10 Questions with a Manufacturing Director – Keven Kane | Manufacturing Growth Programme

Kevan Kane, Managing Direct of Technoset, Coventry

  1. What drove you to pursue a career in manufacturing?

I went into manufacturing straight out of school. Joining a Coventry manufacturing business in 1981 supporting their quality department, developing my skills and learning more of the technical side to the role is where I really developed my interest in manufacturing. Applying myself and becoming the best I can be, I grew within quality and moved as Quality Manager to Technoset. Meeting key objectives lead to a move into Production Management supporting business development. I then took the opportunity to run the business on behalf of the owner as Managing Director towards the end of 2008.

  1. What is your proudest achievement to date?

Becoming Managing Director at Technoset in late 2008 was a big challenge as we were walking into a significant recession that was affecting the business along with the rest of the UK. Steering the business through that time and building the business up to where it is at now is my proudest professional achievement. On a personal level, completing the London Marathon in 2007 and 2009 have been my proudest personal achievements.

  1. What does a typical day look like?

As any Director, my working days are very rarely 9 to 5. Monday to Thursday I arrive at the office for 8am until 5pm and Friday we close the business at 1pm, however this usually stretches out to 3/ 3.30pm to meet deadlines. Arriving home, it’s hard to switch off. I tend to spend 2-3 hours working on my laptop, catching up on emails and putting some additional time developing strategy outside of the day-to-day activities.

  1. If you hadn’t embarked on a career in manufacturing, what do you think you would be doing now?

My dream job would have been a professional footballer. But as only a small percentage cut the mark, I played semi-professional from 1981 – 1994 where I was forced to stop due to a knee injury. I have always believed that being active in sport has made me extremely disciplined and driven to succeed in business. Many business challenges and a strategy to overcome them would be resolved whilst pounding the streets and training for the Marathons.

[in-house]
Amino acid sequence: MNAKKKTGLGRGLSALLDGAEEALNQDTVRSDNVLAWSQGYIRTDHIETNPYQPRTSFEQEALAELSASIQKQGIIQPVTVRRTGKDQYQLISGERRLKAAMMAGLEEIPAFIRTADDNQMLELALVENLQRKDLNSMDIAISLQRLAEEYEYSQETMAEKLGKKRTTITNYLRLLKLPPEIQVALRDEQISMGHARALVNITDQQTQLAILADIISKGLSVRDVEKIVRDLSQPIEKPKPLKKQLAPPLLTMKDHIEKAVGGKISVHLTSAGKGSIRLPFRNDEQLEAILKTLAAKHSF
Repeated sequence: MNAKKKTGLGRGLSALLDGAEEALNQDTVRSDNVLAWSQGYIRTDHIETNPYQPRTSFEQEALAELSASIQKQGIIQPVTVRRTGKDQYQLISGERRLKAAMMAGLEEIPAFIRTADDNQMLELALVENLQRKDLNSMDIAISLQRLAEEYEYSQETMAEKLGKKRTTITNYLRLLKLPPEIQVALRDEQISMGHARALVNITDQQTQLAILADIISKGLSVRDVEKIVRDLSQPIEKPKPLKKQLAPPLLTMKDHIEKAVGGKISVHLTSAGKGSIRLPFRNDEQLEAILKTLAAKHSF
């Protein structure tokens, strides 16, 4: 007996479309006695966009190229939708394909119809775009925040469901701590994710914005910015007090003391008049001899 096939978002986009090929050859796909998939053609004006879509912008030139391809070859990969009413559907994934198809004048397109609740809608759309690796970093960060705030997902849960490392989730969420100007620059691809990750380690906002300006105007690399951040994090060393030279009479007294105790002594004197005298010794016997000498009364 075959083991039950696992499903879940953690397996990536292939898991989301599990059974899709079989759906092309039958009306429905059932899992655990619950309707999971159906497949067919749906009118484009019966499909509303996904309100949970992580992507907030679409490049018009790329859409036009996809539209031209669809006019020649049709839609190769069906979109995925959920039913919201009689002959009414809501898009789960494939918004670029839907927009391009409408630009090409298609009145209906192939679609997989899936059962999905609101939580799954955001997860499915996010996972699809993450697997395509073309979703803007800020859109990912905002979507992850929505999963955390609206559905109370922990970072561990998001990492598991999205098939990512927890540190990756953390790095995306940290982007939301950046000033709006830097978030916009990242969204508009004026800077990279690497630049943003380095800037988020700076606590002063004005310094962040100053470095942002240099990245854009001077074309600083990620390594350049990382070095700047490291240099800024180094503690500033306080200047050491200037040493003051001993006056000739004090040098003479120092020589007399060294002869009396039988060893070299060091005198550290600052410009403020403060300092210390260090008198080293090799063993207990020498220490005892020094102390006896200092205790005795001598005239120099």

1. What have you implemented in your business that you would encourage other manufacturers to embrace and implement?

Lean manufacturing. We’ve received funding support to help develop our lean manufacturing over the years through MAS and MGP. Every business should look at improving their efficacy and productivity and the best way to do this is by focusing on becoming leaner, especially with the increasing impacts of overseas competitors and their ‘low’ costs.

  1. What would you like your legacy to be once you retire?

Whether business or personal “A person whom had and stuck by a core set of business principles and staying true to himself, stakeholder’s, family and friends”.

  1. How do you think the manufacturing community can collectively continue to engage young people into manufacturing?

We engage with our local schools regularly and we support students with work experience opportunities. I would advise all manufacturing businesses to provide this kind of support to their local community. We also engage with the Manufacturing Technology Centre (MTC) apprentices and I’m part of the Midland Group Training School as a board member. I am very keen to engage with youngsters to increase the idea that manufacturing is a good career path, using myself as an example of working up the chain into a director position.

  1. Wise words, advice or tips for someone looking to pursue a career in manufacturing?

Today’s UK manufacturing is different to how it was when I was setting out. There are so many wonderful opportunities and technological advances in manufacturing today, especially in the Midlands region. With more opportunities at the bigger brands such as Jaguar Land Rover and Rolls-Royce, there are far more and better opportunities for those wanting to pursue a career in manufacturing today.

  1. What one thing would you change to make your business more efficient and productive if money was no object?

Skills is an industry wide concern. It saddens me that as an industry, we are missing out on so many opportunities because of the lack of skills. We are all trying to do our bit and some progress has been made via Universities, The MTC and alike at the high end of manufacturing and academic level. British Engineers are still recognised as the Best in the World. My overriding concern is at grass roots level (SMEs / Sub-Contractors) which are the life blood of our industry, some of the best Engineer’s that I have worked with are not necessarily from an Academic Background. They have come via the Technical College route of which we have neither the facility, capability or desire to supply anymore. So if I had a limitless pot of money, I would set up internal, structured in-house training school, ensuring that Technoset would have an endless supply of engineers with the oversupply supporting supply chains.

  1. What is your view on post Brexit Britain – positive, negative or indifferent and why?

My initial response was ‘remain’. Originally, I was very concerned of the impact it would have on the business, however we’ve had very little negative impact to date resulting in concerns being allayed. I’m still unsure as to what it means for the future, however we have gained from new opportunities with exporting to America and China in 2017 to support our customers strategic changes.

More information on Technoset can be found here: www.technoset.com or call 01788 560522.

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Copyright © Economic Growth Solutions, 19th February 2018.